Richmond midfielder Daniel Jackson said earlier this year the reason he took such a keen interest in off-field pursuits was because “I didn’t really feel that I had any value as a footballer”.
On Monday night, Jackson’s value to the Tigers on the field in 2013 could not have been recognised in any greater fashion.
At 27 years and five months, the intelligent and talented Tiger became the oldest player to win the Jack Dyer Medal for the first time since Matthew Richardson in 2007.
While the story before the Tigers’ best and fairest count was the re-signing of teammate Dustin Martin, elder statesman Jackson managed to upstage the young star by the time the votes had been tallied.
Jackson polled 264 votes to clinch the award ahead of runner-up Martin on 255, while the merit of recruiting restricted free agent Troy Chaplin this time last year was further underlined when the former Port Adelaide defender came in third on 241.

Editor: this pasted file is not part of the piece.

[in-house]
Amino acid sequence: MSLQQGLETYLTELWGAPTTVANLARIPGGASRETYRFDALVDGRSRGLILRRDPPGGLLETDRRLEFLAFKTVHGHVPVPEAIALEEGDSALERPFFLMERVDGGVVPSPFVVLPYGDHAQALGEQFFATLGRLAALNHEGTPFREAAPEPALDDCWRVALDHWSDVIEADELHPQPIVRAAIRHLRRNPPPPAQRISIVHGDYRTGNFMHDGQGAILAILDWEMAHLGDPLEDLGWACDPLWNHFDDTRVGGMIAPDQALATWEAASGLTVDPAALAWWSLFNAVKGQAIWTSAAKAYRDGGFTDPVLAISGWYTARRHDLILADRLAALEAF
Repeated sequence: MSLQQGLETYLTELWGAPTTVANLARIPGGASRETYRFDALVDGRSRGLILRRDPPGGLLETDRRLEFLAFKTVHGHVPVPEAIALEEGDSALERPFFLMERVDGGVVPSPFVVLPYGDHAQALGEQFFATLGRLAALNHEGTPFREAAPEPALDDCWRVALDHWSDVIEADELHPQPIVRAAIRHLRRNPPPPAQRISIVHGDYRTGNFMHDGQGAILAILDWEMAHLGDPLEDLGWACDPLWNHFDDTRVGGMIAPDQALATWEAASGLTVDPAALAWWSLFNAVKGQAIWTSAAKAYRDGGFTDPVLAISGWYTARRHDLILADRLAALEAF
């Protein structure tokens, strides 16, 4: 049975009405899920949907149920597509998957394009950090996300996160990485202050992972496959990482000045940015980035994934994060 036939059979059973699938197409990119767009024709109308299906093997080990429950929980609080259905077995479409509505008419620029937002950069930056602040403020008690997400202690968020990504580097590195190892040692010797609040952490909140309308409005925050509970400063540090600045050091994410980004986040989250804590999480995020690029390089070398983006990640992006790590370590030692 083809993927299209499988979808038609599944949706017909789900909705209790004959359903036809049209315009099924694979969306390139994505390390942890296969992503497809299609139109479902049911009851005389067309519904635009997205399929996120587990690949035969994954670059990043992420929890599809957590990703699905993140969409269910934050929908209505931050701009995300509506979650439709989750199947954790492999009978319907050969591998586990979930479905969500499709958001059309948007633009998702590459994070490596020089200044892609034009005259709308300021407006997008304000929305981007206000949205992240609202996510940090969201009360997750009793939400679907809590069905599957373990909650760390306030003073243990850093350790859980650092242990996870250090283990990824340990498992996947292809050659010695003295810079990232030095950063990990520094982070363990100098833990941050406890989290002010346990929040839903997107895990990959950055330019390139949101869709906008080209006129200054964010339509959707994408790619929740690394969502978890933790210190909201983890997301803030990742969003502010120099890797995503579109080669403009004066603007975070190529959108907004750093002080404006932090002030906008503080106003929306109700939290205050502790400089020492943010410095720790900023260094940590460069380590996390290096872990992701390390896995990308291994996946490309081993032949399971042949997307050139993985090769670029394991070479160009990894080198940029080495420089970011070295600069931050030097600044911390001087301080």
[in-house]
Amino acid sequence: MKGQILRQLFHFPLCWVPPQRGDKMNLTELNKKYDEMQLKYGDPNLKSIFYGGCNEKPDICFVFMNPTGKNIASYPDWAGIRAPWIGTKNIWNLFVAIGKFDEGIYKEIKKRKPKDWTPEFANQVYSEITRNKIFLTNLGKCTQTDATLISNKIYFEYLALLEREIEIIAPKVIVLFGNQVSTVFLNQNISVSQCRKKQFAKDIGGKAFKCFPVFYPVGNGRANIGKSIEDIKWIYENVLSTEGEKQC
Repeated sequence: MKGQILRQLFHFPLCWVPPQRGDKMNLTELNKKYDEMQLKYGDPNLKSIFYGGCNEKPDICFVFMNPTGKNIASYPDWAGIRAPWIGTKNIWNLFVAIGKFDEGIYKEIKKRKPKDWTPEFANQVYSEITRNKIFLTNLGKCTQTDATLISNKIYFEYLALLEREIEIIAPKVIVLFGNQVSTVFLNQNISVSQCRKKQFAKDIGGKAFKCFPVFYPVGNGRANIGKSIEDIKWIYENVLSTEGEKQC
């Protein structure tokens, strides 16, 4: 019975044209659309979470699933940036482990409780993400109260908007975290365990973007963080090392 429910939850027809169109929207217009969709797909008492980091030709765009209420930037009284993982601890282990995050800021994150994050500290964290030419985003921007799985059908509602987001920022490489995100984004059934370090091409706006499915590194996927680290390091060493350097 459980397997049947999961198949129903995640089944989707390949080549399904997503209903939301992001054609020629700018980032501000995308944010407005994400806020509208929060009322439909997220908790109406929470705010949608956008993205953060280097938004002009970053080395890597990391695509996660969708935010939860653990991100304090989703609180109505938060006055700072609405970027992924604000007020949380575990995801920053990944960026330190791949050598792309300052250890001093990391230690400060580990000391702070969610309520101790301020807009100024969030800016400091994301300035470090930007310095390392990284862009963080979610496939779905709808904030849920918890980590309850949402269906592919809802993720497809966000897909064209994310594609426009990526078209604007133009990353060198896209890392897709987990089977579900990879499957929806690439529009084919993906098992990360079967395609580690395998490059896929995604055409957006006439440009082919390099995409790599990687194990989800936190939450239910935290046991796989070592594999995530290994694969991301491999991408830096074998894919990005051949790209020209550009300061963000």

Former two-time winner Brett Deledio continued his impressive record at the club’s night of night’s at Crown Palladium by claiming his sixth top five placing in nine years, coming in fourth on 238 votes, while captain Trent Cotchin finished fifth on 237 after a season slowed by niggling injury.
Jackson revealed earlier this year that had it not been for his endeavours away from football – some of which earned him the inaugural Jim Stynes Community Leadership Award last year – the 146-game veteran “probably wouldn’t have bothered playing this year”.
The Tigers are sure glad he did, as the popular hard-nut completed a breakout year in a season when the club finally broke its finals drought – transforming himself into a damaging ball-winner capable of going forward and kicking spectacular goals.
Aside from the career-high 18 goals, Jackson averaged 22 disposals across all 23 games and ranked equal first at Tigerland for inside 50s, No.1 for tackles (90) and No.2 for contested possessions.
This story Administrator ready to work first appeared on Nanjing Night Net.